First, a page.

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Porting GDB

Most of the work in making GDB compile on a new machine is in specifying the configuration of the machine. This is done in a dizzying variety of header files and configuration scripts, which we hope to make more sensible soon. Let's say your new host is called an xyz (e.g. `sun4'), and its full three-part configuration name is arch-xvend-xos (e.g. `sparc-sun-sunos4'). In particular:

In the top level directory, edit `config.sub' and add arch, xvend, and xos to the lists of supported architectures, vendors, and operating systems near the bottom of the file. Also, add xyz as an alias that maps to arch-xvend-xos. You can test your changes by running

./config.sub xyz


./config.sub arch-xvend-xos

which should both respond with arch-xvend-xos and no error messages.

You need to port BFD, if that hasn't been done already. Porting BFD is beyond the scope of this manual.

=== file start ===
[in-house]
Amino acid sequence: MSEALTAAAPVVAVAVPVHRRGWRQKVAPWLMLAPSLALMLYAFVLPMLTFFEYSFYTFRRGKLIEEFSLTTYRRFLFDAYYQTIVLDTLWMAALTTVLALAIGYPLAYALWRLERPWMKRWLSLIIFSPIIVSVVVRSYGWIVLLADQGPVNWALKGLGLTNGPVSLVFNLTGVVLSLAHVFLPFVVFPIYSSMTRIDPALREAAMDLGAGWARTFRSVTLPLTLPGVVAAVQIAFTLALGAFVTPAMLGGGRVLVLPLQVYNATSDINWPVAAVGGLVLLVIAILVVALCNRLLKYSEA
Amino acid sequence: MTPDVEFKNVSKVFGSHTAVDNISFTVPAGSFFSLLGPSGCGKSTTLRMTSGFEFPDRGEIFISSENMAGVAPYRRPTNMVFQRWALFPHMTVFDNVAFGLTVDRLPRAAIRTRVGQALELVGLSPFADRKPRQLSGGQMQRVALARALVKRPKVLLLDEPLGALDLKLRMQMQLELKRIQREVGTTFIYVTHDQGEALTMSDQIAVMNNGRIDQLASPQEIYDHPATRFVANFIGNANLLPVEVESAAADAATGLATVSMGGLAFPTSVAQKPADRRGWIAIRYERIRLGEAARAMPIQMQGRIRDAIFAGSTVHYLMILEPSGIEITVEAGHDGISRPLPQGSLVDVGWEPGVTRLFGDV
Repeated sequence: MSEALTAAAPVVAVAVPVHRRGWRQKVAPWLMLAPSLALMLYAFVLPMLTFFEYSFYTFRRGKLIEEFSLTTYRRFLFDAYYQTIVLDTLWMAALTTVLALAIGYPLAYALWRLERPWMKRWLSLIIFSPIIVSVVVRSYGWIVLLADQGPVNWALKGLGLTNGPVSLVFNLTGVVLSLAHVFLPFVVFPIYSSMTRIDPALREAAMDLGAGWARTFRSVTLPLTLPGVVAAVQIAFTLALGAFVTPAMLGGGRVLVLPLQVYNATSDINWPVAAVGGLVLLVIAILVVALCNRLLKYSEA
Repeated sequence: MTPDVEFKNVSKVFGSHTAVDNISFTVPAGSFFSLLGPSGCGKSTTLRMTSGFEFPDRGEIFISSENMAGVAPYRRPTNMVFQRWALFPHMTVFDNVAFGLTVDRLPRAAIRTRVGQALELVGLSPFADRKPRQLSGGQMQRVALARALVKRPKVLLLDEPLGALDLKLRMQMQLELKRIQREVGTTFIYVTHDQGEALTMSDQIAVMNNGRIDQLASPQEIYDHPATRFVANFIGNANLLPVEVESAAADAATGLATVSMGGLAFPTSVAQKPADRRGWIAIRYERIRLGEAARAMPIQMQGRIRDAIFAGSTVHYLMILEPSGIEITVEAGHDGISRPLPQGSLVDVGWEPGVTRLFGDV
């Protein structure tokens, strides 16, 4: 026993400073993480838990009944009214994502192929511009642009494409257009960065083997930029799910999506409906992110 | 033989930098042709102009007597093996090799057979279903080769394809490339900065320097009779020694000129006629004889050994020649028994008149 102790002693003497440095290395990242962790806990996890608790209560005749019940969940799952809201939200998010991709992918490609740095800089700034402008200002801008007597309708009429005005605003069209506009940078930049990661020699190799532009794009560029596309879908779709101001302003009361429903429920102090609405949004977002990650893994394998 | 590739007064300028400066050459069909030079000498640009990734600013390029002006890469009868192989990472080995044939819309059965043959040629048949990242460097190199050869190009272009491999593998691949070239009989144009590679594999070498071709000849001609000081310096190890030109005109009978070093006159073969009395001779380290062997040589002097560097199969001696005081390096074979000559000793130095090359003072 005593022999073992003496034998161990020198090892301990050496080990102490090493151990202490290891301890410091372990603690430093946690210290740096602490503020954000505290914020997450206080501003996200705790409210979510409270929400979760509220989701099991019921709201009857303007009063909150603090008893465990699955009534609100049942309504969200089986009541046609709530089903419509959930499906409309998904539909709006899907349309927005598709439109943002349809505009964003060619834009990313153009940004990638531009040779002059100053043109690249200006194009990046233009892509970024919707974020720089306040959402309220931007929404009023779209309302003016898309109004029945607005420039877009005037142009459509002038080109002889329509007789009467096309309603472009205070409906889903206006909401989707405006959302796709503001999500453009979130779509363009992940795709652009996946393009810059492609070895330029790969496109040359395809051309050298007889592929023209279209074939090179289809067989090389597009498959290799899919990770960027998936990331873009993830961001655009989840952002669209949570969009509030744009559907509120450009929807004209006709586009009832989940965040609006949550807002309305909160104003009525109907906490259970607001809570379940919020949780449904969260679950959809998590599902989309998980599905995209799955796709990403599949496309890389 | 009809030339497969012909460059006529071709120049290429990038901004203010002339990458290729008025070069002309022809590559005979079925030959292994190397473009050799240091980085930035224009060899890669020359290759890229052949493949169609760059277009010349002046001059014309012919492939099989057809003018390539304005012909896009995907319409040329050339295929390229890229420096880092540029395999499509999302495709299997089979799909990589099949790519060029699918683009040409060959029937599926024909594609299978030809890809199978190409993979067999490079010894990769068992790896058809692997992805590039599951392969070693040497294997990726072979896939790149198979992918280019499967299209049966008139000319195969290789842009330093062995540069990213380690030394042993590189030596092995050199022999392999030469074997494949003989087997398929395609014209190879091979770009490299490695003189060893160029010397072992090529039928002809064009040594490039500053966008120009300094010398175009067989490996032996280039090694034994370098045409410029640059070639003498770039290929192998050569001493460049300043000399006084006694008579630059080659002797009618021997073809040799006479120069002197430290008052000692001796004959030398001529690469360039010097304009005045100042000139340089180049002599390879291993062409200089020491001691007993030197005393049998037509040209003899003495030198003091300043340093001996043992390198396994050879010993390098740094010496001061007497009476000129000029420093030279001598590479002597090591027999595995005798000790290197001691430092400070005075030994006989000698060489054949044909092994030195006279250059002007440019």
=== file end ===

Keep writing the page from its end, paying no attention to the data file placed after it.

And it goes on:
To configure GDB itself, edit `gdb/configure.host' to recognize your system and set gdb_host to xyz, and (unless your desired target is already available) also edit `gdb/configure.tgt', setting gdb_target to something appropriate (for instance, xyz).

Finally, you'll need to specify and define GDB's host-, native-, and target-dependent `.h' and `.c' files used for your configuration.

Configuring GDB for Release

From the top level directory (containing `gdb', `bfd', `libiberty', and so on):

make -f Makefile.in gdb.tar.gz

This will properly configure, clean, rebuild any files that are distributed pre-built (e.g. `c-exp.tab.c' or `refcard.ps'), and will then make a tarfile. (If the top level directory has already been configured, you can just do make gdb.tar.gz instead.)

This procedure requires:

... and the usual slew of utilities (sed, tar, etc.).


`gdb.texinfo' is currently marked up using the texinfo-2 macros, which are not yet a default for anything (but we have to start using them sometime).

For making paper, the only thing this implies is the right generation of `texinfo.tex' needs to be included in the distribution.

For making info files, however, rather than duplicating the texinfo2 distribution, generate `gdb-all.texinfo' locally, and include the files `gdb.info*' in the distribution. Note the plural; makeinfo will split the document into one overall file and five or so included files.

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